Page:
He finds Steve in the staff room, slowly eating a plateful of donuts and peering at a textbook with the sort of expression Bruce gives the photos tacked up in Tony's office--a kind of scared, fascinated, disgusted look. He turns a page and doesn't look up when Bruce enters. Just chews absently, in a way that makes Bruce think he hasn't thought to swallow in a while.

"Back to school?" Bruce asks, pulling his lunch--he'd had time to pack one, for once--out of his bag and looking about for something to use to write his name on the container.

"Doctor Romanov thinks I could do it. Maybe work with kids or something."

"Yeah?" Bruce asks him, finding a sharpie in a drawer and uncapping it to write Banner. If you steal this I will be VERY angry, on his lunch. "You don't look that excited about it. You should stop by my funhouse. See what working with the ankle biters is like."

Steve closes his book and takes another bite of donut. Says, "It's not that I don't want to. But--kids are so little," he says, and smiles a little distantly. Bruce has heard of the health problems Steve had suffered when he was younger, and he can see how pediatrics might be upsetting. A little over-identification happening, maybe.

"At least they're cute," he says, shoving his lunch into the fridge, then rethinking and hiding it behind a wall of mostly empty condiment jars. "Who brings whole jars of mustard to work?"

Steve looks up. "Doctor Stark. He says the cafeteria sandwiches lack 'pizzaz'."

Pizzaz sounds like a Tony word. Bruce hmm-s, and makes sure his lunch is well hidden then heads out to grab some coffee before it's time to tend to the daily influx of if you're not going to school, you're going to the doctor fevers and head colds.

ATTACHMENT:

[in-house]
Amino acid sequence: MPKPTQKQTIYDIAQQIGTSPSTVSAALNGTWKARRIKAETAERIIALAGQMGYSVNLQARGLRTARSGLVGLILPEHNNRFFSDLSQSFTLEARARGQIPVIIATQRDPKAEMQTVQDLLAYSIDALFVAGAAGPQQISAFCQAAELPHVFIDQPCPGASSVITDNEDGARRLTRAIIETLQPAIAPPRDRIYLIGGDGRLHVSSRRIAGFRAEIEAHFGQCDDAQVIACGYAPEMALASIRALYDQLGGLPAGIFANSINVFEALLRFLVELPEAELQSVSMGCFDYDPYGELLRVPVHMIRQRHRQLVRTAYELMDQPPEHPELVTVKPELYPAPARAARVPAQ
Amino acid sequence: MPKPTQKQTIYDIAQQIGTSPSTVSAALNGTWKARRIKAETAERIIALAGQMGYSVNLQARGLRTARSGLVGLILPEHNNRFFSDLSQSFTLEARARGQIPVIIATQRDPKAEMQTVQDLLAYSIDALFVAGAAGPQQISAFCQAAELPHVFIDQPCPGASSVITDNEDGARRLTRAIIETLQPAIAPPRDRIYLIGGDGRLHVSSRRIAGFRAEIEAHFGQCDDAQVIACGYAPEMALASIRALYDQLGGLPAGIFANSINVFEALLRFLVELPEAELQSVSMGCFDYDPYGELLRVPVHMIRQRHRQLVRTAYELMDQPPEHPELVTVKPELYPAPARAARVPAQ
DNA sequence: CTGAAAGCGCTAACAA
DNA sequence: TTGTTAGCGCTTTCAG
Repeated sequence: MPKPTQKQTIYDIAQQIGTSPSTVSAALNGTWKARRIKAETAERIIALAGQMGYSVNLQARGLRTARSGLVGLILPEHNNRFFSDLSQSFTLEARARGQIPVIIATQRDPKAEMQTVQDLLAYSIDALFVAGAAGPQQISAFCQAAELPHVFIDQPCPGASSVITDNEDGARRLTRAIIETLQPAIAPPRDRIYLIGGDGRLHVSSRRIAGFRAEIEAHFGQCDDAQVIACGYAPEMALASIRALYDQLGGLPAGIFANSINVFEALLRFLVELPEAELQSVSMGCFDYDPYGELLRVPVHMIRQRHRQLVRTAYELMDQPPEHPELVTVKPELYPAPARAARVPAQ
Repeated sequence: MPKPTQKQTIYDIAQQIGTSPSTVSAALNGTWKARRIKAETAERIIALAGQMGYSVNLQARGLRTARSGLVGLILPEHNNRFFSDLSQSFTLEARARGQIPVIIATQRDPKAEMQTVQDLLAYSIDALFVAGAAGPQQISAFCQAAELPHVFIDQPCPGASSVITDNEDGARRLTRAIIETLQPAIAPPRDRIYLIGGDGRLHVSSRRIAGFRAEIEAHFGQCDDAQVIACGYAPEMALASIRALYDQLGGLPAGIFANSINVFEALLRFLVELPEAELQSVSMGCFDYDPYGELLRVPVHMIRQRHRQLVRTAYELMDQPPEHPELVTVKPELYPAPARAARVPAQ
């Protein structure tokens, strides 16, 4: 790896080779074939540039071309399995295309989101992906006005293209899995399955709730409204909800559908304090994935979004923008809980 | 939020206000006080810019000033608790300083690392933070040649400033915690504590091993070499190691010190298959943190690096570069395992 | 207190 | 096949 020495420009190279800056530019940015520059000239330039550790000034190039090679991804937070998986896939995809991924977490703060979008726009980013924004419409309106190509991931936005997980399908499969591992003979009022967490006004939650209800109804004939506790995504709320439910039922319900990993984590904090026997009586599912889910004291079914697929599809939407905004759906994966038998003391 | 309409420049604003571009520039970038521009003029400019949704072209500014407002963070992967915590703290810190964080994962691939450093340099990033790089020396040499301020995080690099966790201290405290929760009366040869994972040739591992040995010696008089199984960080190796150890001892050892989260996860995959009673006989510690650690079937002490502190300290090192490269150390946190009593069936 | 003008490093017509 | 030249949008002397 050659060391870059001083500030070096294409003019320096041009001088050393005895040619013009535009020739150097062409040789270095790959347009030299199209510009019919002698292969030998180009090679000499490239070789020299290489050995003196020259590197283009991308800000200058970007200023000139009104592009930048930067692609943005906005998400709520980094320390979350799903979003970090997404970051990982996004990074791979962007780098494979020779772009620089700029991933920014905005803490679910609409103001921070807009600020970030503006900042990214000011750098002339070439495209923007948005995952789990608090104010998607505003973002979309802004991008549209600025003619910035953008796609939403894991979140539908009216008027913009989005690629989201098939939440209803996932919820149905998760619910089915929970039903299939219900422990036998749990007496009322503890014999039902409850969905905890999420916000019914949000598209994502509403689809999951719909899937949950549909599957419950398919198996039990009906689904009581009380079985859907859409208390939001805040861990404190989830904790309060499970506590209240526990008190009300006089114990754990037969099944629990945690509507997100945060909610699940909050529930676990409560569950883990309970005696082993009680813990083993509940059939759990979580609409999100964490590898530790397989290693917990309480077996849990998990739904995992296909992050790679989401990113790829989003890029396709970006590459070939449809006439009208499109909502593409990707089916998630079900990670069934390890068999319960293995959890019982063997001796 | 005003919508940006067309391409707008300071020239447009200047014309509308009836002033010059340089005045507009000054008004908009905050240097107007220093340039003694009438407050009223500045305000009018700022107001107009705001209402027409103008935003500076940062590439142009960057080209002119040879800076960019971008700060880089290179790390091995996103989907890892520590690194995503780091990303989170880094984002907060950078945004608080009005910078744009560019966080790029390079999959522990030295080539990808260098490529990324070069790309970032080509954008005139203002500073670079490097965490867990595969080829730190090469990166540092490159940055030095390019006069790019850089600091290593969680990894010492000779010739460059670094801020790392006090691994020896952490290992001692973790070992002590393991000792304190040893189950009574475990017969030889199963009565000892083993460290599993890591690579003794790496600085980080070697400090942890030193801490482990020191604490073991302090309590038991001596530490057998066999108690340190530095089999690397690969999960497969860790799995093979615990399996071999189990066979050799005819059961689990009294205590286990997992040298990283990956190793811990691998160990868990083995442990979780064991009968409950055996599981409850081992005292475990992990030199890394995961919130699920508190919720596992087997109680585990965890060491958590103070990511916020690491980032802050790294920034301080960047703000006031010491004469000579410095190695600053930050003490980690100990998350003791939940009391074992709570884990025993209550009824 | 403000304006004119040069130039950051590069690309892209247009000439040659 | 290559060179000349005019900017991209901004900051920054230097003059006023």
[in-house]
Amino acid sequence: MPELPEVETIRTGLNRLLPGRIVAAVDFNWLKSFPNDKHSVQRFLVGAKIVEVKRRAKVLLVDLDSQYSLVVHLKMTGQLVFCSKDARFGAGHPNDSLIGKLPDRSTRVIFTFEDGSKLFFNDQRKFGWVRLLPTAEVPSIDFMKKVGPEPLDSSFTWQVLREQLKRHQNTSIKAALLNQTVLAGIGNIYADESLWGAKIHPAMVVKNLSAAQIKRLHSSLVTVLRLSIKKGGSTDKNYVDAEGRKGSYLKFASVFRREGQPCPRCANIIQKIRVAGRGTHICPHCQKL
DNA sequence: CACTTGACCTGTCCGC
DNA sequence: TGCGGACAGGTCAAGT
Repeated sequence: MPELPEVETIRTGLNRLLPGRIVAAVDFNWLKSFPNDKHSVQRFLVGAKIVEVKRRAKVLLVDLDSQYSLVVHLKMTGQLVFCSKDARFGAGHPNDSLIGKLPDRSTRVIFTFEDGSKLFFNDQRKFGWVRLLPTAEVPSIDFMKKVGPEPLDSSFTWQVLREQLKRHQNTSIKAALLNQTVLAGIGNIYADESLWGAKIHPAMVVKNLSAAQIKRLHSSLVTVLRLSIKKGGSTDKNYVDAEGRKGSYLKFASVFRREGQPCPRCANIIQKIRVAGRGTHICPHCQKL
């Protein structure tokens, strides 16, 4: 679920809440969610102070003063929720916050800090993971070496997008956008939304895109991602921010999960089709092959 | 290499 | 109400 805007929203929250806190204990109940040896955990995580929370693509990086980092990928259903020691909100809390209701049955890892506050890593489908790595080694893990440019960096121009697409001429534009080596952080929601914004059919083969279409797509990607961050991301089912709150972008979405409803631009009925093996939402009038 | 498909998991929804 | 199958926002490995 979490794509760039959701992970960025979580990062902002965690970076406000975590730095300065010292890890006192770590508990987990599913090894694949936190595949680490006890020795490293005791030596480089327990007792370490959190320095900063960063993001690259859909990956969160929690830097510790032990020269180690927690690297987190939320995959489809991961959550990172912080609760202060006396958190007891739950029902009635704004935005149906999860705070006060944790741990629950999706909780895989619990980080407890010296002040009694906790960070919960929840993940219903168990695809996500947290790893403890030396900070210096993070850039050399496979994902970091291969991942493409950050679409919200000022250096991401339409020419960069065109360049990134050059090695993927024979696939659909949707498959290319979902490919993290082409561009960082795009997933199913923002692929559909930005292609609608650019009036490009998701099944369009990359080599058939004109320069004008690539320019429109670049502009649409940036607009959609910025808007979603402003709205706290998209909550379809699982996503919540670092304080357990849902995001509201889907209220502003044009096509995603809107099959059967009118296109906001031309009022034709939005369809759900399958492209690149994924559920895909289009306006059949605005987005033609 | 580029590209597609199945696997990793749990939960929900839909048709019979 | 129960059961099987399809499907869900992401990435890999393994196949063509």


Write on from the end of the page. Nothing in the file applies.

"How do you deal with--with when you can't help them?" Steve says at his back, and Bruce is so not the guy who should be giving Steve advice about that. "It's bad enough with patients like Mrs. Rosen," Steve says, "where you know she isn't getting better, but at least she's had a life."

Bruce turns to lean in the doorway, watching Steve pick sprinkles off a donut in a distracted way. "It's a bit soon to be worrying about that, don't you think?"

"Sure. I guess. But," Steve frowns and taps a finger on the hard cover of the textbook, "you seem so upset, sometimes."

It's a nice way to put it, upset instead raving tantrum. Bruce doesn't know whether to smile or hang his head. Eventually he settles on, "It's not the kids that does it. I mean, it's stuff that happens to the kids, lately, but," he shrugs, "I've been angry for a long time, Steve."

Steve looks like he doesn't know what to say to that. Then he asks, "Anything help with that?"

Lunches with Natasha, Bruce wants to offer, but it's probably not what Steve means.


Steve's medical school crisis of confidence doesn't last. It's not long before he's neck-deep in applications and reading and looking about as studious as Tony pretends to be. Except Tony has taken to peering over Steve's shoulder, popping Skittles and offering commentary on the texts and the writers of the texts, and--in some cases--on the personal, private lives of the writers of the texts and rating their wildness at conferences on a scale of one-to-safari-park.

Steve tolerates it with patience, but it's a patience that starts to look strained before too long.

"You've turned hunky nurse Steve into a nerd," Tony accuses Natasha, "Look at him. Soon he'll have a pair of those little square glasses and a pencil behind his ear."

Natasha stops to look at Steve and maybe pictures it, because then she smiles, slow and wide. It's not a funny smile, and it's a couple points shy of safari park, but Bruce makes himself scarce anyway before Tony can elaborate on it.


Bruce's quiet hiding-from-Tony-and-Natasha lunch turns into cake with Clint, that they eat in the pediatric waiting room while Clint fiddles with a kid's toy--colorful blocks on loopy colorful wires--and yawns a lot. "Zombie meds," he explains, and frowns a little. Then, quieter, "Still adjusting, but--" and shrugs one shoulder.